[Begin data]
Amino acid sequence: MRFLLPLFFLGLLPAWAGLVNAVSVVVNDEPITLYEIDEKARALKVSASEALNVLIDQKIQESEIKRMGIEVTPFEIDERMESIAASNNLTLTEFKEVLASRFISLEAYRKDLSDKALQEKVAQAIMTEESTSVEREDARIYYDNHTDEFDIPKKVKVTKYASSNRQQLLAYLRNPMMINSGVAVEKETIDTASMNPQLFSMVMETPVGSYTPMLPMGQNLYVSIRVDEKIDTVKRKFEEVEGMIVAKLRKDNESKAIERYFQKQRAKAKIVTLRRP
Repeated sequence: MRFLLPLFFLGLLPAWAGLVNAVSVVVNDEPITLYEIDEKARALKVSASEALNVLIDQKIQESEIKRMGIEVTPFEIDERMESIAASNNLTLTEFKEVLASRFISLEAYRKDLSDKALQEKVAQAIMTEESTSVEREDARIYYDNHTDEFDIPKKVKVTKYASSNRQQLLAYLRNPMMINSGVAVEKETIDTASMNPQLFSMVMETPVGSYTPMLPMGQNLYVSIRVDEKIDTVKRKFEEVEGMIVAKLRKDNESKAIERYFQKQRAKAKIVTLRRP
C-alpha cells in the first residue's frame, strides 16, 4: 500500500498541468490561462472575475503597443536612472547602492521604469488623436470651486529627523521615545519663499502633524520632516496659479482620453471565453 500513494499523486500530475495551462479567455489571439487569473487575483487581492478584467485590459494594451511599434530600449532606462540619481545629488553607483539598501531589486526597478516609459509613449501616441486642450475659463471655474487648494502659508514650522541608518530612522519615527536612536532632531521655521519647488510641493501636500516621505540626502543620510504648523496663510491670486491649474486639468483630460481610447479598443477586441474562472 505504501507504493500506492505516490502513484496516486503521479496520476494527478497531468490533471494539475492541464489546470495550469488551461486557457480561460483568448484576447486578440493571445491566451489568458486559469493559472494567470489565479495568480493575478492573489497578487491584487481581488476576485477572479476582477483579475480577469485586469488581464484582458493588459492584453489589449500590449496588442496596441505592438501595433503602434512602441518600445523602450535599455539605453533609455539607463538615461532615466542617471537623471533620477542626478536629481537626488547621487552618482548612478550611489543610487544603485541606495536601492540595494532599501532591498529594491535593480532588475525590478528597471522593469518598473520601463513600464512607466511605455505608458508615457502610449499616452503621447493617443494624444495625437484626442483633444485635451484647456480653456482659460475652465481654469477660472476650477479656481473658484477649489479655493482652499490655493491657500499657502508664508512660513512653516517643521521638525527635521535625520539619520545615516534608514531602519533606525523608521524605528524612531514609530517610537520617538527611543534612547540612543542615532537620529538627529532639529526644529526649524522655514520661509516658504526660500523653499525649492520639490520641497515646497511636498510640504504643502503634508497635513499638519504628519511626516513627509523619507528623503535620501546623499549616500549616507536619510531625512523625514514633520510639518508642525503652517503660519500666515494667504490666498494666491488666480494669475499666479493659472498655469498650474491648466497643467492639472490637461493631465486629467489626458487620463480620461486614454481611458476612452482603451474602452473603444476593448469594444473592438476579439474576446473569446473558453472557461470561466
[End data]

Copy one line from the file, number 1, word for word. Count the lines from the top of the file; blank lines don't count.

Amino acid sequence: MRFLLPLFFLGLLPAWAGLVNAVSVVVNDEPITLYEIDEKARALKVSASEALNVLIDQKIQESEIKRMGIEVTPFEIDERMESIAASNNLTLTEFKEVLASRFISLEAYRKDLSDKALQEKVAQAIMTEESTSVEREDARIYYDNHTDEFDIPKKVKVTKYASSNRQQLLAYLRNPMMINSGVAVEKETIDTASMNPQLFSMVMETPVGSYTPMLPMGQNLYVSIRVDEKIDTVKRKFEEVEGMIVAKLRKDNESKAIERYFQKQRAKAKIVTLRRP